Revisited: The five stages of grief

Back when I first posted this, I was more concerned about oversteer as a problem. Well, that’s because YSAR started out as a crash analysis blog and oversteer, or rather the inability to handle oversteer, is the main cause of spins and a common culprit in car-to-car contact. I see oversteer a little differently now. Oversteer is necessary. The fastest way through a corner requires oversteer. You can’t open the throttle until the car is pointed down the track, and that requires rotating the car by swinging the back end around a little (not a lot, as drifting isn’t the fastest way around a track).

Oversteer scares passengers, understeer scares drivers

The problem with an oversteering car is that it’s more dangerous to drive. An advanced driver can handle a twitchy car and use the instability to rotate the car early in a corner. But novice and intermediate drivers will feel scared and intimidated. Countersteering isn’t second nature yet, so they will drive slower with less confidence and be more prone to accidents. In a team setting, tune the car for the slowest driver. Fast drivers can work around the handling problems of a car. It’s better for the fast drivers to be a few tenths off pace than the slow driver coming in on a wrecker.


If you hadn’t noticed, there’s some kind of numbers theme going on in this blog (two kinds of oversteer, three terrors, four temperaments). When will this end? Not this week. This time let’s riff on Dr. Kubler-Ross’ 5 stages of grief and call it the 5 stages of oversteer.

It doesn’t matter if you’re in a FWD, RWD, or 4WD vehicle, sometimes the rear of the car loses grip and the back end starts to swing out. Maybe you lifted the throttle, popped the clutch, put a tire off track, stomped on the throttle, ran over oil, or got nudged by another car. The reasons may or may not be within your control, but oversteer happens and you have to deal with it or you’ll spin.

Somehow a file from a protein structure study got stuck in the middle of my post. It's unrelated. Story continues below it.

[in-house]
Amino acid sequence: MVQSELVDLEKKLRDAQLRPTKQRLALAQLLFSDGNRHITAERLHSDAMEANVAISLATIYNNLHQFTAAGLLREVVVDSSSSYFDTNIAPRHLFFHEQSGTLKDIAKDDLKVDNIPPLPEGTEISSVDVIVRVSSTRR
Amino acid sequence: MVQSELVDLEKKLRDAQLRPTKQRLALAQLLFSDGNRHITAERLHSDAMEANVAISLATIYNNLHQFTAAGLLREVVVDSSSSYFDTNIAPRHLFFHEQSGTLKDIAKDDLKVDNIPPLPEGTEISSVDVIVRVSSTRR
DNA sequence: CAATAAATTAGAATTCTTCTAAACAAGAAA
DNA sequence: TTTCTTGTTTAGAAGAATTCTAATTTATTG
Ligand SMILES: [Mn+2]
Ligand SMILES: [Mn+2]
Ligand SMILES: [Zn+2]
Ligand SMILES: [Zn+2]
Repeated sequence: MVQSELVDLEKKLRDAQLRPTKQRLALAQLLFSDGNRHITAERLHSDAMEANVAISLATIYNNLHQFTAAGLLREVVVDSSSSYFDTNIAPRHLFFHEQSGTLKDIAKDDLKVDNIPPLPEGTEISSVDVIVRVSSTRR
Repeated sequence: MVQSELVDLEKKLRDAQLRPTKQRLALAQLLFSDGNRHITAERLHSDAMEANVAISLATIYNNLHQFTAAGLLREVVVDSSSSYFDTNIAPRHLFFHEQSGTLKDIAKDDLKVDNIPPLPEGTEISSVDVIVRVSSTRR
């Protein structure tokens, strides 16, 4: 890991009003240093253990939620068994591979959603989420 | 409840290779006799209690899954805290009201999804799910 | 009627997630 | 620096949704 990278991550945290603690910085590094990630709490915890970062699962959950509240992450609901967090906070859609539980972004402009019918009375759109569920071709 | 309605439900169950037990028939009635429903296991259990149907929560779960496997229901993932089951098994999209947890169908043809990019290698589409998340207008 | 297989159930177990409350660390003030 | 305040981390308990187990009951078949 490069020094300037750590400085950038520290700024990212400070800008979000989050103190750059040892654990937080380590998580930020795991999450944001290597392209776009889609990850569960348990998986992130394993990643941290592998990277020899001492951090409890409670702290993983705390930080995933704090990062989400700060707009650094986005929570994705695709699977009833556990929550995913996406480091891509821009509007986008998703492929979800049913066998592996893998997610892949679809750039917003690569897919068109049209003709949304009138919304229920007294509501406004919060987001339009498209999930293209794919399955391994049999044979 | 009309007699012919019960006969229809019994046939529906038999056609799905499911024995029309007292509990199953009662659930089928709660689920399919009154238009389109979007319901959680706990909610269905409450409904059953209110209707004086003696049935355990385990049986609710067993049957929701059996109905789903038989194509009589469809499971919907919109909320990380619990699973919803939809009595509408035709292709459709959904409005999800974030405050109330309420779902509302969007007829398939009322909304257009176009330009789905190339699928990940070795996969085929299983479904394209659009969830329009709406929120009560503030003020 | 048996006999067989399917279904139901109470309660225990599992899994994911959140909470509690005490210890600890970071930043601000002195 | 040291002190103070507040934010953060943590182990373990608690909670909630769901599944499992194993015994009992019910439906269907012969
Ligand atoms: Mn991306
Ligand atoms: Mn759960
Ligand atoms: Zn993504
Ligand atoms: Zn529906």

1. The first stage is denial. Typical thoughts as you spin off track might be “that did not just happen” or “that wasn’t my fault”. This stage generally doesn’t last long.
  2. Next is anger. You might yell “fucking track” or “stupid car” as you try to quickly assign blame. A repeat performance will leave you asking the racing gods “why does this keep happening to me?”
  3. As you continue to experience oversteer, you enter a bargaining phase where you start to put some blame on yourself and ask a lot of “if only…” questions such as “if only I had stickier tires” or “if only I had a thicker front ARB” or “if only I had a wing”.
  4. Depression is the fourth stage. It comes when you realize that all the tuning in the world won’t stop oversteer. You become dejected as you realize there’s nothing you can do about it. Your despair may make you consider quitting racing.
  5. The final stage is acceptance. You eventually realize that oversteer is a natural occurrence. A great drive is not measured by the absence of adversity, but by grace in its midst.

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